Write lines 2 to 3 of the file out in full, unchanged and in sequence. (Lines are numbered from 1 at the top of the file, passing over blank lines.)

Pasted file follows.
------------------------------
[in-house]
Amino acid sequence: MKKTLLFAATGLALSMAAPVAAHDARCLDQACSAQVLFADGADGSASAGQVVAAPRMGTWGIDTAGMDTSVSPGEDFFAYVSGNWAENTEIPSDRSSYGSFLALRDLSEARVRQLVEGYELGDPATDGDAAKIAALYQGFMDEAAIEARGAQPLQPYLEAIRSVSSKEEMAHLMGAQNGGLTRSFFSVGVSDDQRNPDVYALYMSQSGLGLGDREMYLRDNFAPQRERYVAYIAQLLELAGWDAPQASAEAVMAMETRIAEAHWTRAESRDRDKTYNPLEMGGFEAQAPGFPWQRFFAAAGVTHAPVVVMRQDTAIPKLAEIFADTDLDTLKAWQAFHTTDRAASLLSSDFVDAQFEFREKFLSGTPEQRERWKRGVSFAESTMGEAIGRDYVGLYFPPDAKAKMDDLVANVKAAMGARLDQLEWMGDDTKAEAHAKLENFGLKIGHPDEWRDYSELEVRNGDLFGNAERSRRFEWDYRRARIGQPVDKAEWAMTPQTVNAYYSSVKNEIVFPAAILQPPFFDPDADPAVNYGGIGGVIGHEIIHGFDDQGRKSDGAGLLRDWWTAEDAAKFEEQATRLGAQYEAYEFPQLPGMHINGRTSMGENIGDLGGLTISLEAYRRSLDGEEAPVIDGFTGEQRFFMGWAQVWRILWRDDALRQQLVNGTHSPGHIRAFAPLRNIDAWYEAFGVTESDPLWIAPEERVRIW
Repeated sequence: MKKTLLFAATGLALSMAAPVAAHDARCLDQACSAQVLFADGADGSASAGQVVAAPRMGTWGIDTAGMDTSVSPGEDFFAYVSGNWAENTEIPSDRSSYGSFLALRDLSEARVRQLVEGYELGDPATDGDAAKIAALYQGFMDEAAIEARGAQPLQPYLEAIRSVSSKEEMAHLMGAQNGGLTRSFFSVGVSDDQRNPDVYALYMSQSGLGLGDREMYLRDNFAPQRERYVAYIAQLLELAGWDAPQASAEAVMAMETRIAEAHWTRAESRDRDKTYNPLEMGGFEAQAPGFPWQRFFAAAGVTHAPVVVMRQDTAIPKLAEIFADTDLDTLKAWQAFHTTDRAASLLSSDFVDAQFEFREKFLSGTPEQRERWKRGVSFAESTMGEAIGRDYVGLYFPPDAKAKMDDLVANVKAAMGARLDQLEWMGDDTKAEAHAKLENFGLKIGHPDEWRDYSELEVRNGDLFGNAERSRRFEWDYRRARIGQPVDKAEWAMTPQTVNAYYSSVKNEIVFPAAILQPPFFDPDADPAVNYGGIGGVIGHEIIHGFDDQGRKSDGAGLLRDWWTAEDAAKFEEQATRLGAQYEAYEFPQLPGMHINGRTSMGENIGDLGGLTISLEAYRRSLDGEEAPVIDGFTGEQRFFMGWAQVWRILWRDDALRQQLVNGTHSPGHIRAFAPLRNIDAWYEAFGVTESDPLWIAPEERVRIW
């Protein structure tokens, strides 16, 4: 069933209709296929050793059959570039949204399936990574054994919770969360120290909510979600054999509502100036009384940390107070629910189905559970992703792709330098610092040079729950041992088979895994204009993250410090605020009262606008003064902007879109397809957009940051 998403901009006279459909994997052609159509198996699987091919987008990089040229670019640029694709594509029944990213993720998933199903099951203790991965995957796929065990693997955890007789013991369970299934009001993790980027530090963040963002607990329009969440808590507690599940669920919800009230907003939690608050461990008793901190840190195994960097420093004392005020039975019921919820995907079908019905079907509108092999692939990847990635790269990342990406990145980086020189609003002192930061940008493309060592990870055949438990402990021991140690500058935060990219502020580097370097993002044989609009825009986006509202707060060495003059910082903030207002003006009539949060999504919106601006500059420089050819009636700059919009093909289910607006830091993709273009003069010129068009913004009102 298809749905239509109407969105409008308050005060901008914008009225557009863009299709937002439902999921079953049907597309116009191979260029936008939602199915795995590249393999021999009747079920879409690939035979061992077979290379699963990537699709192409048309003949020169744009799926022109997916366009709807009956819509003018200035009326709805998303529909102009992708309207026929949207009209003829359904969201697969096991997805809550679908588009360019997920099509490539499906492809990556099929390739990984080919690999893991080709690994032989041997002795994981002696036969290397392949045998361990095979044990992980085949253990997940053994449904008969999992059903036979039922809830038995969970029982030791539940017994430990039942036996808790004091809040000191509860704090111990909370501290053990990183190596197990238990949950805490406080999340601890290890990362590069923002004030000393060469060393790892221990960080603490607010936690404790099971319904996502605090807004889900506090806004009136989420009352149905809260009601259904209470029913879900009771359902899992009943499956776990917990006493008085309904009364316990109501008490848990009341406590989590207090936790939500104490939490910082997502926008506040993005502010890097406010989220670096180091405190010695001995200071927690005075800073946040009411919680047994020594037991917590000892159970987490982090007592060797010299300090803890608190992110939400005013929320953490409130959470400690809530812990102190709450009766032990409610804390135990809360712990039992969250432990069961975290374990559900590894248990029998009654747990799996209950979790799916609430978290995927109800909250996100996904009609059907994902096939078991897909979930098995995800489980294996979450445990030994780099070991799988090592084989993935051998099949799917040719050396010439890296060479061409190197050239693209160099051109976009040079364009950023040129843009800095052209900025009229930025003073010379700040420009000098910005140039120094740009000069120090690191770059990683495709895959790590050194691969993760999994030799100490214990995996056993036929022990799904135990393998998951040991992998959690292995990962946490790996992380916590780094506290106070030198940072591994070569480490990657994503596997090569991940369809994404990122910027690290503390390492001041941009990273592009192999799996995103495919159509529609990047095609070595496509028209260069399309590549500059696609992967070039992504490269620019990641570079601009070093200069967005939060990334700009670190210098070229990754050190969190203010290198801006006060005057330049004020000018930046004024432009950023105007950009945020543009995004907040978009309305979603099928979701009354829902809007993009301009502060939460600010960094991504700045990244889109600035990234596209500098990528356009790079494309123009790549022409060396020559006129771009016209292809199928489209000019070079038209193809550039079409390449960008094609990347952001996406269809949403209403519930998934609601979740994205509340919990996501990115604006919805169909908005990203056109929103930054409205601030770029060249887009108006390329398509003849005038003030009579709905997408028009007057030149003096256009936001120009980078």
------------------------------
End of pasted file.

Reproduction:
Amino acid sequence: MKKTLLFAATGLALSMAAPVAAHDARCLDQACSAQVLFADGADGSASAGQVVAAPRMGTWGIDTAGMDTSVSPGEDFFAYVSGNWAENTEIPSDRSSYGSFLALRDLSEARVRQLVEGYELGDPATDGDAAKIAALYQGFMDEAAIEARGAQPLQPYLEAIRSVSSKEEMAHLMGAQNGGLTRSFFSVGVSDDQRNPDVYALYMSQSGLGLGDREMYLRDNFAPQRERYVAYIAQLLELAGWDAPQASAEAVMAMETRIAEAHWTRAESRDRDKTYNPLEMGGFEAQAPGFPWQRFFAAAGVTHAPVVVMRQDTAIPKLAEIFADTDLDTLKAWQAFHTTDRAASLLSSDFVDAQFEFREKFLSGTPEQRERWKRGVSFAESTMGEAIGRDYVGLYFPPDAKAKMDDLVANVKAAMGARLDQLEWMGDDTKAEAHAKLENFGLKIGHPDEWRDYSELEVRNGDLFGNAERSRRFEWDYRRARIGQPVDKAEWAMTPQTVNAYYSSVKNEIVFPAAILQPPFFDPDADPAVNYGGIGGVIGHEIIHGFDDQGRKSDGAGLLRDWWTAEDAAKFEEQATRLGAQYEAYEFPQLPGMHINGRTSMGENIGDLGGLTISLEAYRRSLDGEEAPVIDGFTGEQRFFMGWAQVWRILWRDDALRQQLVNGTHSPGHIRAFAPLRNIDAWYEAFGVTESDPLWIAPEERVRIW
Repeated sequence: MKKTLLFAATGLALSMAAPVAAHDARCLDQACSAQVLFADGADGSASAGQVVAAPRMGTWGIDTAGMDTSVSPGEDFFAYVSGNWAENTEIPSDRSSYGSFLALRDLSEARVRQLVEGYELGDPATDGDAAKIAALYQGFMDEAAIEARGAQPLQPYLEAIRSVSSKEEMAHLMGAQNGGLTRSFFSVGVSDDQRNPDVYALYMSQSGLGLGDREMYLRDNFAPQRERYVAYIAQLLELAGWDAPQASAEAVMAMETRIAEAHWTRAESRDRDKTYNPLEMGGFEAQAPGFPWQRFFAAAGVTHAPVVVMRQDTAIPKLAEIFADTDLDTLKAWQAFHTTDRAASLLSSDFVDAQFEFREKFLSGTPEQRERWKRGVSFAESTMGEAIGRDYVGLYFPPDAKAKMDDLVANVKAAMGARLDQLEWMGDDTKAEAHAKLENFGLKIGHPDEWRDYSELEVRNGDLFGNAERSRRFEWDYRRARIGQPVDKAEWAMTPQTVNAYYSSVKNEIVFPAAILQPPFFDPDADPAVNYGGIGGVIGHEIIHGFDDQGRKSDGAGLLRDWWTAEDAAKFEEQATRLGAQYEAYEFPQLPGMHINGRTSMGENIGDLGGLTISLEAYRRSLDGEEAPVIDGFTGEQRFFMGWAQVWRILWRDDALRQQLVNGTHSPGHIRAFAPLRNIDAWYEAFGVTESDPLWIAPEERVRIW